La1-xSrxMnO3±δ as a nonstoichiometric model system for the catalysis of oxygen evolution reaction

Conference Dates

March 10-14, 2019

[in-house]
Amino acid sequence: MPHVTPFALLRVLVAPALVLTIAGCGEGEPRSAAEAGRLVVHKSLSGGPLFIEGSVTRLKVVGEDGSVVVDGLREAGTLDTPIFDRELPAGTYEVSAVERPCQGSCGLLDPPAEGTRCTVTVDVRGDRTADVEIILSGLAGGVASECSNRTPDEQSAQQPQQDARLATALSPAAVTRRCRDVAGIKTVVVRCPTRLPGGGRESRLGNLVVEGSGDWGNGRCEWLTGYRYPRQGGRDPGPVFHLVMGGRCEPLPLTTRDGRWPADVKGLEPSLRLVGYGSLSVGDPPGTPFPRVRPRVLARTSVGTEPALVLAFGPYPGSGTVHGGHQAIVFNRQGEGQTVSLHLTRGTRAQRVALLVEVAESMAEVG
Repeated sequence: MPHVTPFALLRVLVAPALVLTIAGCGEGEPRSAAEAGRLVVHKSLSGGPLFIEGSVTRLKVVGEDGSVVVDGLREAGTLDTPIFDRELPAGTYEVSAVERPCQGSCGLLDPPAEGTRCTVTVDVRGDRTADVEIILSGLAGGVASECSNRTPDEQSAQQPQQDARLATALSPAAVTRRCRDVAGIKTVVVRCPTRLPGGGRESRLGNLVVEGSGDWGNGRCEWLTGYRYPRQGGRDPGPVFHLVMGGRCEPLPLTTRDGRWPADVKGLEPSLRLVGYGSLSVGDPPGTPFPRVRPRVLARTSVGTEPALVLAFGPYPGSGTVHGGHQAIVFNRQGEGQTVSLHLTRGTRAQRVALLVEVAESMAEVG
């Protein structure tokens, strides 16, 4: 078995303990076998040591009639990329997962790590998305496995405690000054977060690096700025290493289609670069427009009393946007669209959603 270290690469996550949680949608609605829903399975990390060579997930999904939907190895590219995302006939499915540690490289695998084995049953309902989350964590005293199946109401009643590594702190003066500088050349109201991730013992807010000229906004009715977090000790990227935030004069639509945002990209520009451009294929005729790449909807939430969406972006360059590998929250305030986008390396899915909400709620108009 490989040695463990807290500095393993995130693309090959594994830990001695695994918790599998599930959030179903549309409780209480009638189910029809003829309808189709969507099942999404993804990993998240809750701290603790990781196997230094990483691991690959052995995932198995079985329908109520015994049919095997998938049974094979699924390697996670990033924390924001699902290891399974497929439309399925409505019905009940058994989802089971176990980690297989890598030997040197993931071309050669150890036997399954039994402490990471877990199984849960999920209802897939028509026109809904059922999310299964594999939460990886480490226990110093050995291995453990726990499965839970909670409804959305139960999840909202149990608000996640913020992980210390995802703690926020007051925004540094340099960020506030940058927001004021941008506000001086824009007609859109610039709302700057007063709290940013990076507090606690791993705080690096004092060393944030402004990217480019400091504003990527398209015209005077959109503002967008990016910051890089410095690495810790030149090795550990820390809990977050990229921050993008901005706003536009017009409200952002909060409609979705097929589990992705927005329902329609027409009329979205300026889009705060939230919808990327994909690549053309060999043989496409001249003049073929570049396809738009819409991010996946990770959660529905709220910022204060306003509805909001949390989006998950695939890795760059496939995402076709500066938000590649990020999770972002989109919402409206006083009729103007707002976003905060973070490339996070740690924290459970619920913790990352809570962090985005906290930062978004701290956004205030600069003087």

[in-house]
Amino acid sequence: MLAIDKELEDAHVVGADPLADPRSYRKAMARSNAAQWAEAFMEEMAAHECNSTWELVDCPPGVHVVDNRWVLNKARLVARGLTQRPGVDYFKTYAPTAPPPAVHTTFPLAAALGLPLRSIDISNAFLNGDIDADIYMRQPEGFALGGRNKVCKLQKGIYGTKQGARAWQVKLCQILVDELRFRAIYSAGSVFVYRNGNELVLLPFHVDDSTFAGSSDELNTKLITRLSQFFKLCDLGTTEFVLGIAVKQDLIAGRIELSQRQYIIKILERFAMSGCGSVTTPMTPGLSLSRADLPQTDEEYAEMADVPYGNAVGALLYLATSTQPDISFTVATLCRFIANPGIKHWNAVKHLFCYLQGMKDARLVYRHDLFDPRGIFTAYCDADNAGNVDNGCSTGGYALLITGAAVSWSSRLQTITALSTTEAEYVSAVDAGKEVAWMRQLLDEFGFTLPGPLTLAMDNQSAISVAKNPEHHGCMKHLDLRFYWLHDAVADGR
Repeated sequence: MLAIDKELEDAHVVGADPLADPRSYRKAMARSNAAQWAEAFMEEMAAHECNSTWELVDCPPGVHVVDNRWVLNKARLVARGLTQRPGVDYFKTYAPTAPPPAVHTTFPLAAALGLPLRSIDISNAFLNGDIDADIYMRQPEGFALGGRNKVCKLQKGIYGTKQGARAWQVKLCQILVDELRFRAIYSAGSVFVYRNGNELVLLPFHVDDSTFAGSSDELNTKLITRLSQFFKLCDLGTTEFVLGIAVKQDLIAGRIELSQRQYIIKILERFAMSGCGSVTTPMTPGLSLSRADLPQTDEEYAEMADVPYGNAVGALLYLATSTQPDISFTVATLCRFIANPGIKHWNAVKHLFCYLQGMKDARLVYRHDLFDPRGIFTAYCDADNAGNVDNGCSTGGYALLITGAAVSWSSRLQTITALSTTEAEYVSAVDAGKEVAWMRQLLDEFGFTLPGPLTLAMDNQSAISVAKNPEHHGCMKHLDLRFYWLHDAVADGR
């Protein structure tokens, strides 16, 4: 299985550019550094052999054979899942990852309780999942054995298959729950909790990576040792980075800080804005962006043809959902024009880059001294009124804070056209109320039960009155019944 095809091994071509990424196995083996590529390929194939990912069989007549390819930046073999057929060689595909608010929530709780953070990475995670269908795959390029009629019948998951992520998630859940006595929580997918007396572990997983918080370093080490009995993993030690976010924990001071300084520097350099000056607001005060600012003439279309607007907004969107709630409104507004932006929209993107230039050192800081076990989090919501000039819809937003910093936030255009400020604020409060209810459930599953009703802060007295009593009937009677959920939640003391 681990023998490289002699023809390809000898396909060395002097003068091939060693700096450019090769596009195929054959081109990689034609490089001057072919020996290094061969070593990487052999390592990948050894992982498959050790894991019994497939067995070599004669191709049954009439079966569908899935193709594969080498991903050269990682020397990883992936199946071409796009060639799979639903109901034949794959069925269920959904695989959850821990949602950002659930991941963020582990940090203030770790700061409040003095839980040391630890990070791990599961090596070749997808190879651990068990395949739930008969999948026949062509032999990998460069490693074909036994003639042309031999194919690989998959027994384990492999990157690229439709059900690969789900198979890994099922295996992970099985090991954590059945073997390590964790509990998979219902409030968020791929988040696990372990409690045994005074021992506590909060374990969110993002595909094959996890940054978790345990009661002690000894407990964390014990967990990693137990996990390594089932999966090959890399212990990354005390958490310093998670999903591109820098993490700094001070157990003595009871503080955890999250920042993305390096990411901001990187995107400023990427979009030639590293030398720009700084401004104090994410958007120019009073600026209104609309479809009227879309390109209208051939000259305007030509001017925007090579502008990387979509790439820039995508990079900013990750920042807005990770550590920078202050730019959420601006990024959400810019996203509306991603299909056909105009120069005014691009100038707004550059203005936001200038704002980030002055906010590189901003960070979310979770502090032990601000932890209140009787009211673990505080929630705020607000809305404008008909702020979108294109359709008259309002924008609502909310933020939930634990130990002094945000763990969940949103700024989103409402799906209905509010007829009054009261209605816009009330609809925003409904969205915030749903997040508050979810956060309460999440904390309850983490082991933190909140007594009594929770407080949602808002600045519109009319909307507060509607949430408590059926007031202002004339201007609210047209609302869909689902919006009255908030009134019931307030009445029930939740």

The main issue of electrochemical water splitting is the search for suitable catalyst materials for the kinetically hindered oxygen evolution reaction (OER) at the anode. The state-of-art precious metal catalysts suffer from their high price and insufficient long term stability in the common electrolytes. Binary or multinary transition metal oxides in alkaline medium are an cost-efficient alternative, since they can achieve both lower overvoltages as well as better long-term stability than precious metal oxides. One of the best-studied materials for SOFC applications is the perovskite system La1-xSrxMnO3±δ (LSMO). Due to its general nonstoichiometry and the large variety of possible defect species it is a perfect model system for studying the influence of defect chemistry on the catalytic activity in OER. We have systematically investigated LSMO as a nonstoichiometric model catalyst system for OER in alkaline media. Nanocrystalline powders over the whole composition range have been prepared by a sol-gel based auto combustion method. XPS and XRD analysis verified the presence of pure phase materials with a continuous change of manganese oxidation state from Mn3+ to Mn4+. Measurements in an electrochemical RDE setup showed a clear trend in catalytic activity in OER with the highest values at medium La/Sr compositions. An equivalent trend could also be observed in the electrical conductivity of the powders, leading to the assumption of a higher polaron hopping probability at medium La/Sr compositions. Additional annealing of pristine powder samples in oxidizing and reducing atmospheres caused a further change in manganese oxidation state and ongoing electrochemical measurements should reveal whether the defined adjustment of the nonstoichiometry will lead to an improvement of catalytic activity compared to the untreated catalysts.

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